The Professor and the Madman by Simon Winchester
Another recommendation by (soon to be Dr.) KMK. As a fellow Word Worm, she gets my geekish infatuation with the OED and tales of a lexical nature.
The Professor and the Madman tells the tale of an unlikely friendship between an Oxford lexographer who is the leader of the efforts to build the first version of the Oxford English Dictionary, and an American Civil War veteran who is his greatest help, despite being confined to a lunatic asylum for being, um, crazy. The creation of the OED alone is a fascinating story, involving, as you might imagine, nearly seven decades and hundreds of thousands of word citations and sources. As the definitive compendium of English language usage, the OED is much more than just a dictionary; it’s a fantastically ambitious scholarly undertaking which comprised the life-work of many of its contributors.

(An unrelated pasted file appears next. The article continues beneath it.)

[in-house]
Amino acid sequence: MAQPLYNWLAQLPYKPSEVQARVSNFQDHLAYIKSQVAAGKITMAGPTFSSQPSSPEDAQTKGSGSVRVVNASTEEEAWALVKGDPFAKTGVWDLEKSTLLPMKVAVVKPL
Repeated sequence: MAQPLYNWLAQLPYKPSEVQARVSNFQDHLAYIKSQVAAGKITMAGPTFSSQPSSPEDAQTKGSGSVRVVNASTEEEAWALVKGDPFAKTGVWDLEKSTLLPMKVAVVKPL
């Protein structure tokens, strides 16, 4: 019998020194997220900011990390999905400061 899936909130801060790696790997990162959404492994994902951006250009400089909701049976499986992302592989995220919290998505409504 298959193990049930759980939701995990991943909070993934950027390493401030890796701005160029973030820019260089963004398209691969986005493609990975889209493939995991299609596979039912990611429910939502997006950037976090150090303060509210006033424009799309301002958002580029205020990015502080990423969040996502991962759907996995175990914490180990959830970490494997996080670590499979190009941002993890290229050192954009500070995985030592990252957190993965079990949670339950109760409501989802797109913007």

The book is short and peppered with OED excerpts for various relevant words. It’s also, paradoxically a bit too long, as it becomes frequently repetitive, and often delves into detail that is so beyond irrlevent as to not even serve to provide texture. It seems clear that the core notion was a good one, the tale itself interesting, but that most everything can be said in about thirty pages.
Overall, this is a fun pop-history of the founding of the OED, and a compassionate look into the lives of two men who were deeply involved in its creation.